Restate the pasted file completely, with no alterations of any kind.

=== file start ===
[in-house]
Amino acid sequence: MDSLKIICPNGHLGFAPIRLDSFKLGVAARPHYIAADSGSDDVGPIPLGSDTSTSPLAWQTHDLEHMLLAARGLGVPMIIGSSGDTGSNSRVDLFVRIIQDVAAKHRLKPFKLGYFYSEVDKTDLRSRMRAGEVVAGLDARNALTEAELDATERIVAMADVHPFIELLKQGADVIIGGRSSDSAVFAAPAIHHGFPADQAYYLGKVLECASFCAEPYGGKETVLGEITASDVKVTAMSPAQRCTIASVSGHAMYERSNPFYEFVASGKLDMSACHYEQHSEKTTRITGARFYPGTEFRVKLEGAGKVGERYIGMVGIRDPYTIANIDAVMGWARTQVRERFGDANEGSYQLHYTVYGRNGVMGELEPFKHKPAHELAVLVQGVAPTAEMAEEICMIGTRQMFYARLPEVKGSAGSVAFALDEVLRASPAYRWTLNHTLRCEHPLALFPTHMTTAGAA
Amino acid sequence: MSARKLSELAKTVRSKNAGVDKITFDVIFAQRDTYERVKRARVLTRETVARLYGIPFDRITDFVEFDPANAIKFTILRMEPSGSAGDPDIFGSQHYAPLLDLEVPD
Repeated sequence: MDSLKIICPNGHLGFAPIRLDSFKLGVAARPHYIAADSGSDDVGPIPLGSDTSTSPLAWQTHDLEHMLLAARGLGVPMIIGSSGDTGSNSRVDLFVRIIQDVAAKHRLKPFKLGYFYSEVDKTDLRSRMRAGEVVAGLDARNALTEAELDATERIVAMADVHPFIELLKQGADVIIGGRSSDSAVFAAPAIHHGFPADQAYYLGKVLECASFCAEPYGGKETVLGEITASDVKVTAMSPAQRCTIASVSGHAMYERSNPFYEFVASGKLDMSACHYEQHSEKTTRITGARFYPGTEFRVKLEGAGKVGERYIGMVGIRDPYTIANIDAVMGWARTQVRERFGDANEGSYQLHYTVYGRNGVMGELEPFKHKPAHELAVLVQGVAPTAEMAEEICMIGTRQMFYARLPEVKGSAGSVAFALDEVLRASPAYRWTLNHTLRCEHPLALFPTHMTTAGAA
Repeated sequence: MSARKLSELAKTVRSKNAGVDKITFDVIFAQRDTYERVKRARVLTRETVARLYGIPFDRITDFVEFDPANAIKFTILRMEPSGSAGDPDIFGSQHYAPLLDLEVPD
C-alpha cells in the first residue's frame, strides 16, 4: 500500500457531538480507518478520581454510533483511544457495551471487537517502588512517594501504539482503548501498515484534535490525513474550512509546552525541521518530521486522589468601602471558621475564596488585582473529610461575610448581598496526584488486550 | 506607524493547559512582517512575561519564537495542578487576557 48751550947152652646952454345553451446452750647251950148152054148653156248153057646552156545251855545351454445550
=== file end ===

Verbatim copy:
[in-house]
Amino acid sequence: MDSLKIICPNGHLGFAPIRLDSFKLGVAARPHYIAADSGSDDVGPIPLGSDTSTSPLAWQTHDLEHMLLAARGLGVPMIIGSSGDTGSNSRVDLFVRIIQDVAAKHRLKPFKLGYFYSEVDKTDLRSRMRAGEVVAGLDARNALTEAELDATERIVAMADVHPFIELLKQGADVIIGGRSSDSAVFAAPAIHHGFPADQAYYLGKVLECASFCAEPYGGKETVLGEITASDVKVTAMSPAQRCTIASVSGHAMYERSNPFYEFVASGKLDMSACHYEQHSEKTTRITGARFYPGTEFRVKLEGAGKVGERYIGMVGIRDPYTIANIDAVMGWARTQVRERFGDANEGSYQLHYTVYGRNGVMGELEPFKHKPAHELAVLVQGVAPTAEMAEEICMIGTRQMFYARLPEVKGSAGSVAFALDEVLRASPAYRWTLNHTLRCEHPLALFPTHMTTAGAA
Amino acid sequence: MSARKLSELAKTVRSKNAGVDKITFDVIFAQRDTYERVKRARVLTRETVARLYGIPFDRITDFVEFDPANAIKFTILRMEPSGSAGDPDIFGSQHYAPLLDLEVPD
Repeated sequence: MDSLKIICPNGHLGFAPIRLDSFKLGVAARPHYIAADSGSDDVGPIPLGSDTSTSPLAWQTHDLEHMLLAARGLGVPMIIGSSGDTGSNSRVDLFVRIIQDVAAKHRLKPFKLGYFYSEVDKTDLRSRMRAGEVVAGLDARNALTEAELDATERIVAMADVHPFIELLKQGADVIIGGRSSDSAVFAAPAIHHGFPADQAYYLGKVLECASFCAEPYGGKETVLGEITASDVKVTAMSPAQRCTIASVSGHAMYERSNPFYEFVASGKLDMSACHYEQHSEKTTRITGARFYPGTEFRVKLEGAGKVGERYIGMVGIRDPYTIANIDAVMGWARTQVRERFGDANEGSYQLHYTVYGRNGVMGELEPFKHKPAHELAVLVQGVAPTAEMAEEICMIGTRQMFYARLPEVKGSAGSVAFALDEVLRASPAYRWTLNHTLRCEHPLALFPTHMTTAGAA
Repeated sequence: MSARKLSELAKTVRSKNAGVDKITFDVIFAQRDTYERVKRARVLTRETVARLYGIPFDRITDFVEFDPANAIKFTILRMEPSGSAGDPDIFGSQHYAPLLDLEVPD
C-alpha cells in the first residue's frame, strides 16, 4: 500500500457531538480507518478520581454510533483511544457495551471487537517502588512517594501504539482503548501498515484534535490525513474550512509546552525541521518530521486522589468601602471558621475564596488585582473529610461575610448581598496526584488486550 | 506607524493547559512582517512575561519564537495542578487576557 48751550947152652646952454345553451446452750647251950148152054148653156248153057646552156545251855545351454445550